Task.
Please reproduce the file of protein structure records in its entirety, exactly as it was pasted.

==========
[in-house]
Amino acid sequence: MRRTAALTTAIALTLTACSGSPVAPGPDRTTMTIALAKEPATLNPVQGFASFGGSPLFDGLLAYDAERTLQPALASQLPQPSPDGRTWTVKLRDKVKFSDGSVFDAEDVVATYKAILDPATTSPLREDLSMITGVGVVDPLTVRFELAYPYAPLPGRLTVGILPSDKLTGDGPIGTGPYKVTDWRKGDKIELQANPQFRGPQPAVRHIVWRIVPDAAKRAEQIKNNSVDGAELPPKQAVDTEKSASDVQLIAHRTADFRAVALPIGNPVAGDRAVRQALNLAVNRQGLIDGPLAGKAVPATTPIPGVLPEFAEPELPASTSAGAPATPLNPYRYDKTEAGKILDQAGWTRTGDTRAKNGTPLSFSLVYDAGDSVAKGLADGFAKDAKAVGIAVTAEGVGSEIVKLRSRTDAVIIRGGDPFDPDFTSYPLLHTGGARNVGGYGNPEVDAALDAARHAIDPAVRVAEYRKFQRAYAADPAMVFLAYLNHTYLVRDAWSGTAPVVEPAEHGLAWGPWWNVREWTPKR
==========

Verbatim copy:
[in-house]
Amino acid sequence: MRRTAALTTAIALTLTACSGSPVAPGPDRTTMTIALAKEPATLNPVQGFASFGGSPLFDGLLAYDAERTLQPALASQLPQPSPDGRTWTVKLRDKVKFSDGSVFDAEDVVATYKAILDPATTSPLREDLSMITGVGVVDPLTVRFELAYPYAPLPGRLTVGILPSDKLTGDGPIGTGPYKVTDWRKGDKIELQANPQFRGPQPAVRHIVWRIVPDAAKRAEQIKNNSVDGAELPPKQAVDTEKSASDVQLIAHRTADFRAVALPIGNPVAGDRAVRQALNLAVNRQGLIDGPLAGKAVPATTPIPGVLPEFAEPELPASTSAGAPATPLNPYRYDKTEAGKILDQAGWTRTGDTRAKNGTPLSFSLVYDAGDSVAKGLADGFAKDAKAVGIAVTAEGVGSEIVKLRSRTDAVIIRGGDPFDPDFTSYPLLHTGGARNVGGYGNPEVDAALDAARHAIDPAVRVAEYRKFQRAYAADPAMVFLAYLNHTYLVRDAWSGTAPVVEPAEHGLAWGPWWNVREWTPKR